Transportation analytics firm INRIX recently released its annual report on traffic congestion, which found, “Los Angeles topped the list of the world’s most gridlocked cities for the sixth straight year, with drivers spending 102 hours in congestion in 2017 during peak time periods, followed by Moscow and New York (tied at 91 hours), Sao Paulo (86 hours) and San Francisco (79 hours).”
The report concluded that the time and fuel wasted sitting in traffic cost the typical driver in Los Angeles over $2,800 last year. And as a result of the wasted time and resources, traffic congestion cost the city of Los Angeles’ economy over $19 billion in 2017.
Even drivers in cities like Dana Point and Oceanside spent over 20 hours stuck in traffic during peak travel times. Our political leaders spend a lot of time on policy topics, but few issues impact Southern California’s economic health more than traffic congestion.
One of the most promising methods of improving mobility and reducing these traffic jams is to use pricing and tolling. In recent years, Los Angeles Metro implemented toll lanes on I-110 and I-10 to alleviate some of the traffic congestion, providing commuters with congestion-free options and improving transit service. Solo drivers using I-110 or I-10 toll lanes pay a per-mile fee that varies depending on traffic congestion. Cars with three or more passengers are not charged, as these toll lanes allow free passage to carpools. The Express Lanes use dynamic tolling, meaning as traffic gets worse the toll rate goes up until it is capped at $1.90 per mile.
Toll lanes can often be built at little or no cost to taxpayers, which is key as California struggles to fund major infrastructure projects. Many states, including California, have opted to build them through public-private partnerships. In Orange County, toll roads — roads that offer toll lanes only — like California State Route 73 have long helped alleviate traffic. SR-73 was built entirely with private investment, funded through the sale of bonds. The revenue made from the tolls in SR-73 goes to paying off the construction debt and maintaining the road.
Adding toll lanes in key corridors is important, but ultimately Southern California needs a network of priced lanes. As Reason Foundation’s 2015 Southern California transportation plan detailed, implementing variably-priced tolls on all of the region’s highways would enable individuals and businesses to escape traffic and speed up travel times. In 2017, the Los Angeles County Metropolitan Transportation Authority agreed, noting its “analysis led to the recommendation to develop a 621 lane-mile Express Lane network.”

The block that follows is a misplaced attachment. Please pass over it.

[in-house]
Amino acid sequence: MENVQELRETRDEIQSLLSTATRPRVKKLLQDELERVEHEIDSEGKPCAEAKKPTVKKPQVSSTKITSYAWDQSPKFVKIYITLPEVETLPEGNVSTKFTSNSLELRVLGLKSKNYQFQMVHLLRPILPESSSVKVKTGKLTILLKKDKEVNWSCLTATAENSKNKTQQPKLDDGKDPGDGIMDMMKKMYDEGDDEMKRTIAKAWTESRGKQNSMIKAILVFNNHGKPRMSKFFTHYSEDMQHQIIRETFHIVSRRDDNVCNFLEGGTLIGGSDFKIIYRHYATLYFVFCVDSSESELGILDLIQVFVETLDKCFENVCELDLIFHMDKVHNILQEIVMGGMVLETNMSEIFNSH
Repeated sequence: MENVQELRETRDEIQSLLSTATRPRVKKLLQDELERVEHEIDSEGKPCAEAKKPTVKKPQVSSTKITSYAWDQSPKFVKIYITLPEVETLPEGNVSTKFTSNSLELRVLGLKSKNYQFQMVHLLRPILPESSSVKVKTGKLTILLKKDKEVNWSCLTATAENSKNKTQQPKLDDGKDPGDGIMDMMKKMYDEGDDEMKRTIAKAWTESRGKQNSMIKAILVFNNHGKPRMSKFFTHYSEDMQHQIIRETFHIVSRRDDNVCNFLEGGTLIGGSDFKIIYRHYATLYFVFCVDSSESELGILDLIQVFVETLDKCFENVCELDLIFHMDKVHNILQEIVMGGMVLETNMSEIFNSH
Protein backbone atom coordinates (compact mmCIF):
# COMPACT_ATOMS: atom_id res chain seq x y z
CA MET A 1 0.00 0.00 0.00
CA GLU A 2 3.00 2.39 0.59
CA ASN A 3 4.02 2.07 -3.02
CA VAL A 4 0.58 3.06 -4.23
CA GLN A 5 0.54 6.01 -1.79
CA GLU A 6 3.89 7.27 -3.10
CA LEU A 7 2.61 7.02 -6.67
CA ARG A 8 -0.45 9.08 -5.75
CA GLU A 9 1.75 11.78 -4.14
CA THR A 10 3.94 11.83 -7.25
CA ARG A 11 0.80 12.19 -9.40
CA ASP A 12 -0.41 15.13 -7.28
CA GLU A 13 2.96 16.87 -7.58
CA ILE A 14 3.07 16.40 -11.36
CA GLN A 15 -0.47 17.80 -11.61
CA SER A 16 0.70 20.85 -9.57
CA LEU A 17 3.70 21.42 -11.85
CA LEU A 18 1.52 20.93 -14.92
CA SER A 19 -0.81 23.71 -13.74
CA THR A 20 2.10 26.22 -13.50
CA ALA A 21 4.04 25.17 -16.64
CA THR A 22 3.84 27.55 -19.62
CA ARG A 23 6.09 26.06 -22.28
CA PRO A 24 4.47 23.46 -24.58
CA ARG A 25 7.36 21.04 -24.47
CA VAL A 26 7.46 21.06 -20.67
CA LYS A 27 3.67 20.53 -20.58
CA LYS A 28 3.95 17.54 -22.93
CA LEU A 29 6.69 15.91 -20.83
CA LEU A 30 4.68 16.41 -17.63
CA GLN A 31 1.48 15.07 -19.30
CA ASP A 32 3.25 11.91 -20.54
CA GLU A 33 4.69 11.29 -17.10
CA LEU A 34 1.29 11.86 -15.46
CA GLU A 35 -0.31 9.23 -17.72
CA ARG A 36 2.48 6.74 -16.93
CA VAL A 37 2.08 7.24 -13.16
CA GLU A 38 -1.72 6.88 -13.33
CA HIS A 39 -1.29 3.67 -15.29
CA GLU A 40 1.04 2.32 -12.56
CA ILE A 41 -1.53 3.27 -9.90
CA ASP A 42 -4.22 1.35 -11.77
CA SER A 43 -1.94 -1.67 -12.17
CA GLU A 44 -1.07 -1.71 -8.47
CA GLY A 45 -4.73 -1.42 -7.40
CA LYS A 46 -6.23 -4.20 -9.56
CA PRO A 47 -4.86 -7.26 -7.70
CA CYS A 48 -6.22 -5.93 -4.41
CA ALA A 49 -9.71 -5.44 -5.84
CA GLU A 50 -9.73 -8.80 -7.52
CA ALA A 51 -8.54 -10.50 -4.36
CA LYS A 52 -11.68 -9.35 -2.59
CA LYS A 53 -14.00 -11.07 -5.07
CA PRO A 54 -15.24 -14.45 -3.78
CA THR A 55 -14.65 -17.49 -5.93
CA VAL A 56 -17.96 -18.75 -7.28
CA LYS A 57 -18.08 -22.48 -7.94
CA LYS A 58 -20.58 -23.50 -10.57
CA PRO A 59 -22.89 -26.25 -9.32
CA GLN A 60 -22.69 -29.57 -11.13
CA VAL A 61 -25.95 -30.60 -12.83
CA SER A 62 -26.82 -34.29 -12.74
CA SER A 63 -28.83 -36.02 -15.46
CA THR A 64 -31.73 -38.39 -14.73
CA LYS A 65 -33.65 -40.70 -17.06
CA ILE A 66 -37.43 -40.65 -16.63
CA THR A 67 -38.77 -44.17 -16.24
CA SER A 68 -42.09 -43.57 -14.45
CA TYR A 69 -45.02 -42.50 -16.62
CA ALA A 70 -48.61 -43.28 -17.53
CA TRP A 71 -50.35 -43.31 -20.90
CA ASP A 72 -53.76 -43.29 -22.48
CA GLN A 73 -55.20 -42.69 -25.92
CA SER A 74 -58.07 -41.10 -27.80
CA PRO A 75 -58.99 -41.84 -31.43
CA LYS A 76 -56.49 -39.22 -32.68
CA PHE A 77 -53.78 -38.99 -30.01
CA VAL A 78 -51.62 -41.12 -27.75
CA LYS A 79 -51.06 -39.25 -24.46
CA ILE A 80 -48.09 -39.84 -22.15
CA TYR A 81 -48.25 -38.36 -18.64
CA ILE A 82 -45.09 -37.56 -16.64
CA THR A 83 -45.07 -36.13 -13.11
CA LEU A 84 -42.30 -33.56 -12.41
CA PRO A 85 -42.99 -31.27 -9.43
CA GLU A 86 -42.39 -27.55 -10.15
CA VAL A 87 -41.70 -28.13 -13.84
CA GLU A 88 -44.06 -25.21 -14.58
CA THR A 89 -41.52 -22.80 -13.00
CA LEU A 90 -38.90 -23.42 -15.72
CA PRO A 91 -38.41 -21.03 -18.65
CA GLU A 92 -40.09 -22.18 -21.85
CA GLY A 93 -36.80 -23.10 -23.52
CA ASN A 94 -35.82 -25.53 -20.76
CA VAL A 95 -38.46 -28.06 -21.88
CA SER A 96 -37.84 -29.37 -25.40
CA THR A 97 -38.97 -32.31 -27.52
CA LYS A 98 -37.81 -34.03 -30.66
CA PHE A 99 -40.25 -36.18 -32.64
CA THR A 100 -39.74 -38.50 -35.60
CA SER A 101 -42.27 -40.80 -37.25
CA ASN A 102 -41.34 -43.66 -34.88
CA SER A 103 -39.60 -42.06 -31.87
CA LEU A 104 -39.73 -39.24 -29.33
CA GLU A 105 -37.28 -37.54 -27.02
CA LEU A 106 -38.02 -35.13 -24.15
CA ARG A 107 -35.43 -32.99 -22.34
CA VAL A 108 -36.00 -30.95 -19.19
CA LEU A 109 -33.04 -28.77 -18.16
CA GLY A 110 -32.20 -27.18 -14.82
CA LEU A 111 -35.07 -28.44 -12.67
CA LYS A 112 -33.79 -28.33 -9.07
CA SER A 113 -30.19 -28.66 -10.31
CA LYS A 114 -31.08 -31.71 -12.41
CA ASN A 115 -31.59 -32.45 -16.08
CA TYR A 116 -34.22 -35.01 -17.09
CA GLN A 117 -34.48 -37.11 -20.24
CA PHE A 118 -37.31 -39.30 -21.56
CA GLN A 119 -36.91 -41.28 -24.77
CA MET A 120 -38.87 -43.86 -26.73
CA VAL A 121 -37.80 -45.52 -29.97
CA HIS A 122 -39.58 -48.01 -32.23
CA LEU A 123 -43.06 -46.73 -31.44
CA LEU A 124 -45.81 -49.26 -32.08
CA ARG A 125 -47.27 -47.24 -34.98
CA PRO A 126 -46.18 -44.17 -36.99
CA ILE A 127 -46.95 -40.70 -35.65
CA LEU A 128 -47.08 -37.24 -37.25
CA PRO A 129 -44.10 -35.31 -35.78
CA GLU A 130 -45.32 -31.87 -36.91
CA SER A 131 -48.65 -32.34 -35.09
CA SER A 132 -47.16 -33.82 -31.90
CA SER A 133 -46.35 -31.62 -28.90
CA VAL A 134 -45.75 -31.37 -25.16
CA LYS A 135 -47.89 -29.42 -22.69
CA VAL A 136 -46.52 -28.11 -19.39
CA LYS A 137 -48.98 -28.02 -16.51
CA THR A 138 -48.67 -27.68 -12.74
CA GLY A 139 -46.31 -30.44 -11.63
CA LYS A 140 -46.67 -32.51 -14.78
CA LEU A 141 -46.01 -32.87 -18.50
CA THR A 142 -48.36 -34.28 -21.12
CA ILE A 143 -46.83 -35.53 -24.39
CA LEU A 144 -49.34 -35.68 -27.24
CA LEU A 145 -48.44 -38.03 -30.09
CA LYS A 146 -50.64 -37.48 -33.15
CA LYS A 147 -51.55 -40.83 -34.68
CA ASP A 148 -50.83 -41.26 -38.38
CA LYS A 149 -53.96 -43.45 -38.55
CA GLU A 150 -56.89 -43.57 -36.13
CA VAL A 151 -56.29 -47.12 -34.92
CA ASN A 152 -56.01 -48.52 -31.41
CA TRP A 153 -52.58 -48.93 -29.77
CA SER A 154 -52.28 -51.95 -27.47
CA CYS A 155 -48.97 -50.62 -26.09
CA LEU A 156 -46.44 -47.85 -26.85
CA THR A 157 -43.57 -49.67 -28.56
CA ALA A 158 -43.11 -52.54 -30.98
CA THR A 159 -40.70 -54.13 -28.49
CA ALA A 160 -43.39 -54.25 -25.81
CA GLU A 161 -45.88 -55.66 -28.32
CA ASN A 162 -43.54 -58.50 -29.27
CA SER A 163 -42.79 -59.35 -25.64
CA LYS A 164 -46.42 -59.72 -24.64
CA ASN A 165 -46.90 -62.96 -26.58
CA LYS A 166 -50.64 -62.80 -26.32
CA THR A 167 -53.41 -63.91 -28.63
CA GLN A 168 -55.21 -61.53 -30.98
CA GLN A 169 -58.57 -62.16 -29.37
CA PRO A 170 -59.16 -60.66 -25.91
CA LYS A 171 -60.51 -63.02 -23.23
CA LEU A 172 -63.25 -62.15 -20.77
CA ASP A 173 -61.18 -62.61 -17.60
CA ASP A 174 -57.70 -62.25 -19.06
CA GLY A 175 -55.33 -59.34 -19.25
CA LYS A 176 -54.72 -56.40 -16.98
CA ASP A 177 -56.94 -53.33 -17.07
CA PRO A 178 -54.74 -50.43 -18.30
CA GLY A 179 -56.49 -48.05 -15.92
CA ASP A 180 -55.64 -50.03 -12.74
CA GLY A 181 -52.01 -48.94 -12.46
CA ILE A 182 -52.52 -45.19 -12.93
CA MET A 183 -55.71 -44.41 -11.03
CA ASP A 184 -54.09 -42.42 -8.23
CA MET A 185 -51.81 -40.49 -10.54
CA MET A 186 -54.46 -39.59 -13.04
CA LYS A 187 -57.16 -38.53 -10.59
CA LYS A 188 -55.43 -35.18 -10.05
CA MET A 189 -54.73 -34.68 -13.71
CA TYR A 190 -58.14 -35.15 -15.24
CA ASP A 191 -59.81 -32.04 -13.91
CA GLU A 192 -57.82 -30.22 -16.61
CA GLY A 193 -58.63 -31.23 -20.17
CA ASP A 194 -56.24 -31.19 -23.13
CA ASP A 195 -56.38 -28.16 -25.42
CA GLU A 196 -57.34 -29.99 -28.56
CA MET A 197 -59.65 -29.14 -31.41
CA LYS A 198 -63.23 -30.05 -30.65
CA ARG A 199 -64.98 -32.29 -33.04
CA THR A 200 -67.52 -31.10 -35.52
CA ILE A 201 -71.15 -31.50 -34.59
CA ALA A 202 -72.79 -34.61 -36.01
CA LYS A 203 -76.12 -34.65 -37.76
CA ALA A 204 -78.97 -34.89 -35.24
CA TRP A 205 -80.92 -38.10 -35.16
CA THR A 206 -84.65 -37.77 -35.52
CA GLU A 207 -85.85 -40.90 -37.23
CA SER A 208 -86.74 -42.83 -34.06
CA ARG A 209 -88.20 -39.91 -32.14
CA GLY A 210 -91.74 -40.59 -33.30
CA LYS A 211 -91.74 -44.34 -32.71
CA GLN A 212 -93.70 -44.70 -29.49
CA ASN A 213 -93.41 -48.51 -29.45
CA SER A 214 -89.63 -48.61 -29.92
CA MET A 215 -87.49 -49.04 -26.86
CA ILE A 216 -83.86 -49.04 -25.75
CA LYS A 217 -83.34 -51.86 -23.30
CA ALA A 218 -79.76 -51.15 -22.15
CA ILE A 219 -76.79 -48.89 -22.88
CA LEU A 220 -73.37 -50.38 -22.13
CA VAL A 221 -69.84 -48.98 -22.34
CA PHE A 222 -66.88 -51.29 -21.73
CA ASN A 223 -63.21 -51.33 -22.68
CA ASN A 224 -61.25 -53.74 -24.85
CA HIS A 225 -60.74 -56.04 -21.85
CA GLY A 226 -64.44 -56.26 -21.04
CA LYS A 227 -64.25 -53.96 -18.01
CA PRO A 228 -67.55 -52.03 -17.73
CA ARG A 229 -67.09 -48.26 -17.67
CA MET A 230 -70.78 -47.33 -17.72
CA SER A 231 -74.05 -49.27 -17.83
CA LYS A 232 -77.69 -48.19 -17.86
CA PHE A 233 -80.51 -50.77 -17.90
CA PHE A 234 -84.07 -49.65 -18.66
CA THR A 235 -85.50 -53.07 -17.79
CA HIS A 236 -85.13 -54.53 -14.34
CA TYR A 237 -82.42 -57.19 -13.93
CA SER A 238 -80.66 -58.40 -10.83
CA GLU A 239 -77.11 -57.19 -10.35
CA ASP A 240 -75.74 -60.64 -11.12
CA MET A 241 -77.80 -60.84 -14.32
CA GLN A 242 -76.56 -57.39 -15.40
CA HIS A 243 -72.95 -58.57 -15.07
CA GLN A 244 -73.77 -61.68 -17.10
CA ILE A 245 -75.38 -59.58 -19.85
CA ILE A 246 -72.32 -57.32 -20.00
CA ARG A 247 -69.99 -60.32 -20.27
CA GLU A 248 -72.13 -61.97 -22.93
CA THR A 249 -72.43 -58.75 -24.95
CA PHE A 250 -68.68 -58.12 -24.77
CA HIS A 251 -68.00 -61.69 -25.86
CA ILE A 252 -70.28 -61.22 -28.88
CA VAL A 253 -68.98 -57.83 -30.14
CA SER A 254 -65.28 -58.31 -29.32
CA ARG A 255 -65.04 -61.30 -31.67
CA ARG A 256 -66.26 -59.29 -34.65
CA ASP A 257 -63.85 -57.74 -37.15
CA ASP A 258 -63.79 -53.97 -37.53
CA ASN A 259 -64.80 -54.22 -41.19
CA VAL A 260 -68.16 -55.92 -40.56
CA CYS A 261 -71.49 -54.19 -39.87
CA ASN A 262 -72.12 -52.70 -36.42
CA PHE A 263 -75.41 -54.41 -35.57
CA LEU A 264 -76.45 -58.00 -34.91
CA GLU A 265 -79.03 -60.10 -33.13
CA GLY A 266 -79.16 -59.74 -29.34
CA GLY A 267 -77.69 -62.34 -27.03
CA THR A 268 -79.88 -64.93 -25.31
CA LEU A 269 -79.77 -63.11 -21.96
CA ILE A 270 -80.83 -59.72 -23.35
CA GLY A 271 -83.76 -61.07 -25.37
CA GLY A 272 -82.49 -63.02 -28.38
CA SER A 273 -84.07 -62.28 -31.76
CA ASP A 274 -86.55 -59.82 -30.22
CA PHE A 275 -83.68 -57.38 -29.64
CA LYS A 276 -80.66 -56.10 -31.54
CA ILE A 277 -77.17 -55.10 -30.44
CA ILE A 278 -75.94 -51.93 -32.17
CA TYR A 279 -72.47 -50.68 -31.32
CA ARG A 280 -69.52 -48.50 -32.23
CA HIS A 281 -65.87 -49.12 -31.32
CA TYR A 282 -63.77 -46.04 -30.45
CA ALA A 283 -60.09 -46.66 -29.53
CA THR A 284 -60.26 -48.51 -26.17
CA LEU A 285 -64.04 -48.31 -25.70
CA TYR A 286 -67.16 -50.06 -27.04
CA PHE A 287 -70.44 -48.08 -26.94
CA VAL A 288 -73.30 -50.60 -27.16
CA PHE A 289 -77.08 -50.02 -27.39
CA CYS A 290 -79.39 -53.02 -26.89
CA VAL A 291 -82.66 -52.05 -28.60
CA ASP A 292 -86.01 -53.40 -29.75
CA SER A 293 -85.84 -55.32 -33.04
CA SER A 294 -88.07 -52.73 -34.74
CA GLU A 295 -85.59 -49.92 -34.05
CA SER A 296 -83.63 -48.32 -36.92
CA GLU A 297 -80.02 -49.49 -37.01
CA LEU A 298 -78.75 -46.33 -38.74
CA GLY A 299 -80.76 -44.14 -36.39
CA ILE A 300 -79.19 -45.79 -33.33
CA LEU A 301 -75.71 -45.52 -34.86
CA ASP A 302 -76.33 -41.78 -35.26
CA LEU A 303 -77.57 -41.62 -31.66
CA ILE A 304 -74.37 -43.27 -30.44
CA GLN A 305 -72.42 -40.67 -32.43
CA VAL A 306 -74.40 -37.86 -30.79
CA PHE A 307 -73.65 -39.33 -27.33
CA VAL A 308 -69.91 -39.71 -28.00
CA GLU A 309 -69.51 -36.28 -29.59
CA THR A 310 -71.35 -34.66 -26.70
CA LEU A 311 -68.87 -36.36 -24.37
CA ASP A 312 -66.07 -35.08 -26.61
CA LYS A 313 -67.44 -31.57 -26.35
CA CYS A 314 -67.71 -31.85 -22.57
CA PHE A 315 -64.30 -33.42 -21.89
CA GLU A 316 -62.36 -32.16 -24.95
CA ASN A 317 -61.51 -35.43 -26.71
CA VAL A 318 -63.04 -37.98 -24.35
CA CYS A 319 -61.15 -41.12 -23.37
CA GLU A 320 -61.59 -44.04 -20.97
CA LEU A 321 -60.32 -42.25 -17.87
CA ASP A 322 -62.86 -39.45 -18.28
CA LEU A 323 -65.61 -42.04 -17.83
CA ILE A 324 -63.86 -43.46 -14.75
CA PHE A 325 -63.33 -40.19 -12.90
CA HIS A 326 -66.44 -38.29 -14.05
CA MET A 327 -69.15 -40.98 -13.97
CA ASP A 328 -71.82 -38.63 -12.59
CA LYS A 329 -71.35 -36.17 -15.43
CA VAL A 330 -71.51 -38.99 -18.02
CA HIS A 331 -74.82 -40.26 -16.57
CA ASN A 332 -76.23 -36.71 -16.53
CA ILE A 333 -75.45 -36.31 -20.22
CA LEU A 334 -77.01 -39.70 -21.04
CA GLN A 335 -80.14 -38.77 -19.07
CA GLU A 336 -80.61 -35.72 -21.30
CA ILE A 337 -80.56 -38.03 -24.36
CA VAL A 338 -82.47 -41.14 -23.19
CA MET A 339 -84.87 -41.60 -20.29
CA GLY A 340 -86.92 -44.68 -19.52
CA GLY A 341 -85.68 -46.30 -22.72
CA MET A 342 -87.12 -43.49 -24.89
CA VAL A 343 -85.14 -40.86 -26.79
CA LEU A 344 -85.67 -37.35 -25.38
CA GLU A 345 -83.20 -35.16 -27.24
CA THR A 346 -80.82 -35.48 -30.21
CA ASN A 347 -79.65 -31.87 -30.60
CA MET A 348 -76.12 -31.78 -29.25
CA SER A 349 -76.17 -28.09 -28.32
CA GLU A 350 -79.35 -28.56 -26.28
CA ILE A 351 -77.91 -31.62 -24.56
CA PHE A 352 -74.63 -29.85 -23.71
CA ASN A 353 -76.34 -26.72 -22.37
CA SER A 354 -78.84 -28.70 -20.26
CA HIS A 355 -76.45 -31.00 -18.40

Tolling technology has become increasingly sophisticated and can be used in a large-scale network. Researchers examining driver psychology, prior toll rates, rush-hour commuting habits and other data are able to find the right pricing balance that sets the tolls high enough to ensure the lanes are not congested but low enough so that all drivers can use the lanes.
Similarly, toll collections, once an impediment to smooth traffic, have been largely improved through sophisticated technology. The existing Southern California toll roads all accept FasTrak transponders. Drivers with a FasTrak transponder receive a discount on some of these roads and bridges, including SR-73. The days of costly, time-consuming manual toll collections and booths are behind us.
One of the best things Southern California can do to improve its economy is to reduce the amount of time — and money — wasted in traffic jams. As successful toll roads in Orange County and Los Angeles show, variably-priced toll lanes and roads, which can be constructed without taxpayer funding, are one of the best ways to get the region’s highways and economy moving.
This column originally ran in The Orange County Register.